On Friday, the 4th day of February, 2011, the Supreme Court entered judgment dismissing the defendant appeal against the concurrent decision of both the trial court and Court of Appeal for the offence of rape. In this case D1, D2 and P were walking along a road at 7:30 one evening when they met V, a girl known to them. D1 told her that he had been looking for her for a long time and he had finally caught her. He slapped her, fell her to the ground, tore her dress and pant and raped her while D2 held her hands. When P tried to stop them, D2 gave him a slap. When D1 finished D2 took his turn and raped her. D1 and D2 were convicted for conspiracy and for rape and sentenced to one year for conspiracy and three years for rape. The Supreme Court dismissed the appeal but decried the light sentence. Per Mohammed JSC remarked-

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I have been privileged before today of reading in draft the judgment of my learned brother Galadima JSC which has just been delivered. I agree with him that there is no merit at all in this appeal. I may in fact go further to say that the appeal is frivolous.The fact the Appellants, in a rather militant manner and reckless circumstances, had sexual intercourse by force in turn with the prosecutrix, PW2 without her consent, is quite plain from the oral evidence of PW1 and PW2, the torn pants and dress of the prosecutrix removed by force by the Appellants, Exhibits A and B and the medical evidence showing laceration on the inner thighs, bruises at the entrance to the vagina and semen in the vulva of the prosecutrix. My only concern is the manner with which the trial court treated the Appellants who committed this very serious offence by giving them very light sentences. All the same, in the absence of any appeal against the sentence there is nothing that can be done.

(Underlining is mine for emphasis)

In her own judgment Per Adekeye, JSC[6] stated-

I cannot but remark that the sentencing policy of judicial officers needs to be revisited. The purpose of the criminal law is to prevent harm to the society. The offence of rape is by every standard a grave offence which often leaves the victim traumatised and dehumanised. A light sentence as in the case of the appellants must never be imposed. This may have the unsavoury effect of turning rape into a past-time by our flippant youths.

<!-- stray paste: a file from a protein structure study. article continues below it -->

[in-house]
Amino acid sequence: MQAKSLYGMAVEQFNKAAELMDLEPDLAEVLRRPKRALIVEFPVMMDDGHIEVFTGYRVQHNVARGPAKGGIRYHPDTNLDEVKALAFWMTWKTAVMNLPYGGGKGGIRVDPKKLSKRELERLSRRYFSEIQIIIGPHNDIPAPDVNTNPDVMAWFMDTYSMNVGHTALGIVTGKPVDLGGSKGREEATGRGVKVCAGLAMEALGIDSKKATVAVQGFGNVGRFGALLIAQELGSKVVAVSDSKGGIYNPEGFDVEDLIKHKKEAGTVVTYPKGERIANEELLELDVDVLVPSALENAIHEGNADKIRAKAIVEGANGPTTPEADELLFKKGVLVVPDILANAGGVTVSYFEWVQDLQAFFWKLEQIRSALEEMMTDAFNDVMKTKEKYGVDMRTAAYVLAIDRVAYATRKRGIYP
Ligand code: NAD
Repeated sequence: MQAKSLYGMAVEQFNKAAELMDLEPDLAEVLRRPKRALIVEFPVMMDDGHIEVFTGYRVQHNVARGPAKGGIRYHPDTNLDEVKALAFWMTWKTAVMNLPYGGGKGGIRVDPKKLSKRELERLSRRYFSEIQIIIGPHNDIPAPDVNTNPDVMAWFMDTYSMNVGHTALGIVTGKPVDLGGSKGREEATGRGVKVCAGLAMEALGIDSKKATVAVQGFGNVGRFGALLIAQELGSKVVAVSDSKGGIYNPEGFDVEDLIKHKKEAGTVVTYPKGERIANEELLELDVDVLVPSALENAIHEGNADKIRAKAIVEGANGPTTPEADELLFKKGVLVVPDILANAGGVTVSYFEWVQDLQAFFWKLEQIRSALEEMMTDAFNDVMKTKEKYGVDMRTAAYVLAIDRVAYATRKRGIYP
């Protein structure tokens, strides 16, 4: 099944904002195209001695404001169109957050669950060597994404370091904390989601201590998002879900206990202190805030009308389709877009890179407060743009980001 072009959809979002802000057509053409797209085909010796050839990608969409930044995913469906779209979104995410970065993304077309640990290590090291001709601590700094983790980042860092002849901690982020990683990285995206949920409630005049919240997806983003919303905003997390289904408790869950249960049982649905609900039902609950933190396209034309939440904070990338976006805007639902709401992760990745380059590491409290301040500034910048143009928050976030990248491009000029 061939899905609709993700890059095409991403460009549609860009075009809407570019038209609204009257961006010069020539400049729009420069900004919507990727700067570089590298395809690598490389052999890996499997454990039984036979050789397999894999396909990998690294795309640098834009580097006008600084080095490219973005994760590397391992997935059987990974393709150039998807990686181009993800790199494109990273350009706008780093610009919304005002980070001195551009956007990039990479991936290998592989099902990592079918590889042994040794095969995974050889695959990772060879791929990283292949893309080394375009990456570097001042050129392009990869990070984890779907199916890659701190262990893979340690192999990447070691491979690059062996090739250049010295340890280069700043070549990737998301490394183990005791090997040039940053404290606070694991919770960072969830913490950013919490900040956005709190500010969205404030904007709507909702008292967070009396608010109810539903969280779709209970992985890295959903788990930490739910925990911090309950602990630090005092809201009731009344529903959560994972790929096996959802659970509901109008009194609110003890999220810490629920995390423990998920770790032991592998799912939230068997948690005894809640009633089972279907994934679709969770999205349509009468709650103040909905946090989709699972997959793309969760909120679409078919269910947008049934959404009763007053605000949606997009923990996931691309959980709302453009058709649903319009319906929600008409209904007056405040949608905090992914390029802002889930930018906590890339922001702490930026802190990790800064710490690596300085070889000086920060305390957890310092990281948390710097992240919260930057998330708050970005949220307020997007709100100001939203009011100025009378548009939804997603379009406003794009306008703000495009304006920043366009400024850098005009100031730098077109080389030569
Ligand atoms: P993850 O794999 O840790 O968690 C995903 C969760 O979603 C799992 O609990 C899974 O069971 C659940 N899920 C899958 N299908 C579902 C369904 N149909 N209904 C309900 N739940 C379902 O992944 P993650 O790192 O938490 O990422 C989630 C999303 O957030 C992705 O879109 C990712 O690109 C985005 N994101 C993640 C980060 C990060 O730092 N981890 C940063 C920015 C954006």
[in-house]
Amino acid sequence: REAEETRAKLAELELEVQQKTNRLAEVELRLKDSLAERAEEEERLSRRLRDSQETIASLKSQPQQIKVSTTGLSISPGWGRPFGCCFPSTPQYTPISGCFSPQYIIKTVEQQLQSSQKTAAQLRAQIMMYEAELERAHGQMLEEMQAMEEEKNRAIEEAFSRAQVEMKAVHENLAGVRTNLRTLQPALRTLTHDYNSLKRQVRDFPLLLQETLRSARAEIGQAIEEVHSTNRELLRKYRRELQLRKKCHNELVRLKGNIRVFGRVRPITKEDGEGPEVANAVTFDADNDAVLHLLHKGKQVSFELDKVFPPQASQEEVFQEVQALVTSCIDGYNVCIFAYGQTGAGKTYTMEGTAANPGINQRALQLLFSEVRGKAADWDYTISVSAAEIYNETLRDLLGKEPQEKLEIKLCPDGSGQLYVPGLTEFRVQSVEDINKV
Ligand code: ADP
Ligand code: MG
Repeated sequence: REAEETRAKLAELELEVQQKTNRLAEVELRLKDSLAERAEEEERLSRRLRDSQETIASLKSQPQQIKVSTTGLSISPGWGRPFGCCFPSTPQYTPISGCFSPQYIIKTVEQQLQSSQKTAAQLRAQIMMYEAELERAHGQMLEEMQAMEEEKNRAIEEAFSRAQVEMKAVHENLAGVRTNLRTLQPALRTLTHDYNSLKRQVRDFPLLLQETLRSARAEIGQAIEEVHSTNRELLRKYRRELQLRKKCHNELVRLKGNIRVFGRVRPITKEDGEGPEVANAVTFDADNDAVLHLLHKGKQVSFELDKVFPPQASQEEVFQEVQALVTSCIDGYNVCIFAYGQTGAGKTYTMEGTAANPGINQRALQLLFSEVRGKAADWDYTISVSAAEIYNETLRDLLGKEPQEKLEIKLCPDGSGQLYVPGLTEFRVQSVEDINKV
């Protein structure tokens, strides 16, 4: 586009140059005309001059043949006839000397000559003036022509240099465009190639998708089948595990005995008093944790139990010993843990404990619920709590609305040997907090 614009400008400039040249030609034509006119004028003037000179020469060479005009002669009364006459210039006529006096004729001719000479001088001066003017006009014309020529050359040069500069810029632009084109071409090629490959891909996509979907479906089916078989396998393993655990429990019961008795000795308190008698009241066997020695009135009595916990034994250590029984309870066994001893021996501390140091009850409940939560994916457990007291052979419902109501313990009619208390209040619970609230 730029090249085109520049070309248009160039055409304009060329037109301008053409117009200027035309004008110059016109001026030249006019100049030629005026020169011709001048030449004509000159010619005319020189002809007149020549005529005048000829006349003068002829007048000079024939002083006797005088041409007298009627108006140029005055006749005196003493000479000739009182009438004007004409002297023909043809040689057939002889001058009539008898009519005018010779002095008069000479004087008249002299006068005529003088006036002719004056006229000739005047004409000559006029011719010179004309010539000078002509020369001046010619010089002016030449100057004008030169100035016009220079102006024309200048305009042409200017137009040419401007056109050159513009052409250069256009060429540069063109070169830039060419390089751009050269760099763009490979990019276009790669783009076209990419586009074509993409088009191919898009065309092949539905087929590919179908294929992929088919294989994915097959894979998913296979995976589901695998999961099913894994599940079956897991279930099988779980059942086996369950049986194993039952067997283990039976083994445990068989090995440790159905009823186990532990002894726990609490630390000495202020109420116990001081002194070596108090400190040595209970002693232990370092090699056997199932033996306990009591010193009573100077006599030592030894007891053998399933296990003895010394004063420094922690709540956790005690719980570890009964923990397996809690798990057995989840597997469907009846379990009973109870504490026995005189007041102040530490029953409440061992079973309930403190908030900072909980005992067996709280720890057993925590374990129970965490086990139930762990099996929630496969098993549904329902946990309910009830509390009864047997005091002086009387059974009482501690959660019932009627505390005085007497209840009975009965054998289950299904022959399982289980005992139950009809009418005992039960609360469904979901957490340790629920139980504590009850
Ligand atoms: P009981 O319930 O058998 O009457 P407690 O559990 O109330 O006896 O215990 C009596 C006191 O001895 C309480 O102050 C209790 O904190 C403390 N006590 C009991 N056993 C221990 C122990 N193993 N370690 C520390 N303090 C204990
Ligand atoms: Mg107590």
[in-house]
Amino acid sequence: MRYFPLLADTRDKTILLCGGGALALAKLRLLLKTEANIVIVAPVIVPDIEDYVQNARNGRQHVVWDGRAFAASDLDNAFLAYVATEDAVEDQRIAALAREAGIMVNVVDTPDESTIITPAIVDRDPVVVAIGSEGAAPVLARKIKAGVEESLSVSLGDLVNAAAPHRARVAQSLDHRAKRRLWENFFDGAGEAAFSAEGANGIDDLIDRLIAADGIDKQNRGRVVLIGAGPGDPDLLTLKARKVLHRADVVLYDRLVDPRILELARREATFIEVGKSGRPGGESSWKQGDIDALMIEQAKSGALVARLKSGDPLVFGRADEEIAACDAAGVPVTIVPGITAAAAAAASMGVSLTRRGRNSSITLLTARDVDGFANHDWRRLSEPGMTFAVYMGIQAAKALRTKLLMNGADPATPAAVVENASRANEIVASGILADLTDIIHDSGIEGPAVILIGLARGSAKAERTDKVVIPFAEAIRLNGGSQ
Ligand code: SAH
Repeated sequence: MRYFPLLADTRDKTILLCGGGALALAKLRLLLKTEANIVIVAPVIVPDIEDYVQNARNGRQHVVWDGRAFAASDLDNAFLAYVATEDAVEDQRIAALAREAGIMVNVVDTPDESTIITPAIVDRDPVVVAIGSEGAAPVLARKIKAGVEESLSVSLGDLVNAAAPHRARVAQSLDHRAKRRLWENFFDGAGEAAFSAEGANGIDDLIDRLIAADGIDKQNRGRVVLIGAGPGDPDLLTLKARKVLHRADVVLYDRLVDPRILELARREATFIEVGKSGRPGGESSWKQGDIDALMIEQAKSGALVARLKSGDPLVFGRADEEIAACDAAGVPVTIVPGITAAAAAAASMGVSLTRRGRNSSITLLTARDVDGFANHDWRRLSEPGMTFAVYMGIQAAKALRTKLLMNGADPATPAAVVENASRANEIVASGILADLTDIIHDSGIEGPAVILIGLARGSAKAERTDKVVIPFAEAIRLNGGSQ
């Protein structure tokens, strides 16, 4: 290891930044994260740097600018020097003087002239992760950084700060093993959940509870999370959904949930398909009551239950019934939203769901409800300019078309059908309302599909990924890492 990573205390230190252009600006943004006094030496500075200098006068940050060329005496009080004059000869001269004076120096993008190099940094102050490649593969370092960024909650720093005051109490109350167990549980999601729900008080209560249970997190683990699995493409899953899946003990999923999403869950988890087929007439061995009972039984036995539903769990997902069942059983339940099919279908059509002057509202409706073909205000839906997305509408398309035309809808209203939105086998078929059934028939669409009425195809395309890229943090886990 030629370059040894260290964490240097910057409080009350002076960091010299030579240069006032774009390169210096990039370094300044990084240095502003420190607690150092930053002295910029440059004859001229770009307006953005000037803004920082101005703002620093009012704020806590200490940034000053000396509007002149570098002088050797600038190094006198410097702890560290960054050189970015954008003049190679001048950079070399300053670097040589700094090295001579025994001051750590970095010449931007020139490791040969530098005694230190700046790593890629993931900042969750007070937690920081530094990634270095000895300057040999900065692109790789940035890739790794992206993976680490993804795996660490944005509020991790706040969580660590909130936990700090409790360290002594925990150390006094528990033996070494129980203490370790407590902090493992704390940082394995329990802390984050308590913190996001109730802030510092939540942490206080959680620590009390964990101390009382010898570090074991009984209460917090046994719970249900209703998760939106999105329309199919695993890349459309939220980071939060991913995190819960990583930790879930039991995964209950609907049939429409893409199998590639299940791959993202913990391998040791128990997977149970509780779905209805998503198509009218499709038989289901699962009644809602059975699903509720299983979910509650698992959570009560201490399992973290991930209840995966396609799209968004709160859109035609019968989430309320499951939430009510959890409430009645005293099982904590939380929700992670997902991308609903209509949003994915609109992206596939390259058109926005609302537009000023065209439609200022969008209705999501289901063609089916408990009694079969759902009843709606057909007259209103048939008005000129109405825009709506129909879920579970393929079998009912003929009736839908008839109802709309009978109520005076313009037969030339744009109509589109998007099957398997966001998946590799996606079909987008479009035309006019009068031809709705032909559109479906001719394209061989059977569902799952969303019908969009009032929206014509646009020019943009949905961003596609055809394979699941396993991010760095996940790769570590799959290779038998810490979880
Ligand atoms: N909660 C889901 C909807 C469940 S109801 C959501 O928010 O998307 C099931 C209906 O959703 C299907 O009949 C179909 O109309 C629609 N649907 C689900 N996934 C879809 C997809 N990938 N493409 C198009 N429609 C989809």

(Underlining is mine for emphasis)

It should be borne in mind that justice is the critical element of any good judgment. No one can propose a better idea of a judgment without justice. In these cases, the accused may have been seen to have justice or little justice but in the eyes of the society this judgments bears no justice

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From the forgoing it is safe to say that there should be uniform sentencing guidelines to aid judges and magistrates in order to check the abuse of the rule of law through ridiculously lenient sentencing and punishment. This will also help to check the wide disparities in sentencing for the same or similar offences by different judges and magistrates. When widely differing sentences are imposed on convicts for the same or similar offence, one lenient and the other very harsh then, in the eyes of the public, justice has not been done. This makes a mockery of the rule of law.

In aggravating or mitigating the sentence, the court should also look and assess the extent of harm which the acts of the convicts have occasioned. In terms of these issues the court should be careful so that it does not impose a sentence which makes the whole proceedings leading to the conviction to be like a “circus show”. The court must not indulged itself in some “fanciful philosophical postulations” that may send wrong signals to those who are involved in any acts of criminality.

Each judgment of our courts must illustrate and project the iron-cast verities that ignite them to drive the wagon of a necessary revolution in this land. The courts must promise hope for a change. They must earn deserving victory for a forlorn people that good nature has berthed in prosperity but which have languished in the dark burrows of oppression and intimidation. This generation is the frontier of redemption from timeless captivity. Our courts are the last defenders of legal values and the last protectors of functional justice.

[1] Willoughby v. I.M.B. Ltd (1987)1 NWLR (Pt.48) 105 at 118

[2] See s.6 of the Constitution of the Federal Republic of Nigeria 1999 (As Amended)

[3] HAU/10C/78, (Unreported decision of the High Court Auchi ) Amissah .J

[4] To my knowledge as at when writing this paper, there has not been any appeal by the state against the judgment.

[5] (2011) 3 NWLR (Pt 1234) 393

[6] At pages 417-418

OSARENOMA Davidson Edieya, ESQ
Legal practitioner at Samuel Zibiri SAN & Co